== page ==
The Birth of the “Global Baby”
Welcome the bouncing global baby. She was delivered in Greece by an Albanian woman. The biological mother is an anonymous Swedish egg donor; her father’s sperm is German. The couple adopting is from America.
If all the procedures were done in the U.S, the cost would be a queen’s ransom. With top-of-the-line choices and amenities, the bill could approach $200,000. Just as you can save money by tucking your tummy in Turkey, your bundle of joy can save you a bundle if you think outside the border.
The man who runs a major global baby “concierge service” began with traditional medical tourism and went into reproductive tourism as a logical and lucrative extension.
The most economical plan from Rudy Rupak’s PlanetHospital is the “India Bundle.” It includes an egg donor, four embryo transfers into four surrogates, room and board for the surrogates, and a car and driver for the new parents when they travel to India to pick up the baby. The tag is a modest $32,000.
One bioethics professor calls this the wild, wild west of medicine.
Many clients pursing the “global baby option” have issues beyond fertility: trouble adopting because of age, medical conditions, criminal records, lack of time in a marriage or not in a marriage---a prime example of which is a gay couple. Dr. Rupak has been promoting that particular client base in a website touting “surrogaycy.” The agency says: “In some [U.S.] states you cannot marry, let alone adopt; but not a law in the land can take away a child that is biologically yours.” In this scenario, you would use your own sperm, saving even more money.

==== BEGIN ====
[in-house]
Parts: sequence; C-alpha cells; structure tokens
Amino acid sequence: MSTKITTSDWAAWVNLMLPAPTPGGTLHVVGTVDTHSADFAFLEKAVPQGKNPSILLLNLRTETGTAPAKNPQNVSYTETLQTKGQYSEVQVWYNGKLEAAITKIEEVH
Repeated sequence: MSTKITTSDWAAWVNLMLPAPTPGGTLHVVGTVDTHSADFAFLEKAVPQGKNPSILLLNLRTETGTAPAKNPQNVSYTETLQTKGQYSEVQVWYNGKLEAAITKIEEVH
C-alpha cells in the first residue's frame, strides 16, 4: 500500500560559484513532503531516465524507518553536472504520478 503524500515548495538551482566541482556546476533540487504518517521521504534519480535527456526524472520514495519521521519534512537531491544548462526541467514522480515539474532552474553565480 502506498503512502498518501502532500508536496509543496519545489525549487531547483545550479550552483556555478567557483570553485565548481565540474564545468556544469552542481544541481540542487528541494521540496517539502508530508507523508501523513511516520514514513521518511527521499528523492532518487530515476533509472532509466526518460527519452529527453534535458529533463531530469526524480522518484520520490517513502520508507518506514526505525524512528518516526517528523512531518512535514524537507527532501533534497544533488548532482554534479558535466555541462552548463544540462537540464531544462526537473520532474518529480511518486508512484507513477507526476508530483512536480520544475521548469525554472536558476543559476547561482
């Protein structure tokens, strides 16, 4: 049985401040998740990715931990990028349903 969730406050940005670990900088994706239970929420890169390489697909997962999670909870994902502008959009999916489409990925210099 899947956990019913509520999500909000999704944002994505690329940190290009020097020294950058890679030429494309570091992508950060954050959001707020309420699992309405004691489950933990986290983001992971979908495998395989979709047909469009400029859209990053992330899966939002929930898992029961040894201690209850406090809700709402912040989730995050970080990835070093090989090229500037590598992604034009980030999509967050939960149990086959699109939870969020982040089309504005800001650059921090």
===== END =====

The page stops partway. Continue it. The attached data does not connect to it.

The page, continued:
Going abroad has other advantages. Surrogate women in most host countries cannot sue to keep the baby if she has a change of heart. Many clinics will implant multiple surrogates to enhance the birth odds, which may bring up the decision to abort fetuses if they’re not wanted. Although technically legal in the U.S., individual states may have laws that complicate or delay the matter. Host countries are typically are more liberal.
All are welcome to apply to PlanetHospital. The acceptance policy ethics are described as “agnostic.” How do you prevent a pedophile from having a baby? “If they are a pedophile,” Rupak replies, “I will leave that to the U.S. government to decide.” This is a less than reassuring answer.
A DNA test, a passport and you’re ready to take the baby home.
“Think globally, act locally” takes on a whole new meaning.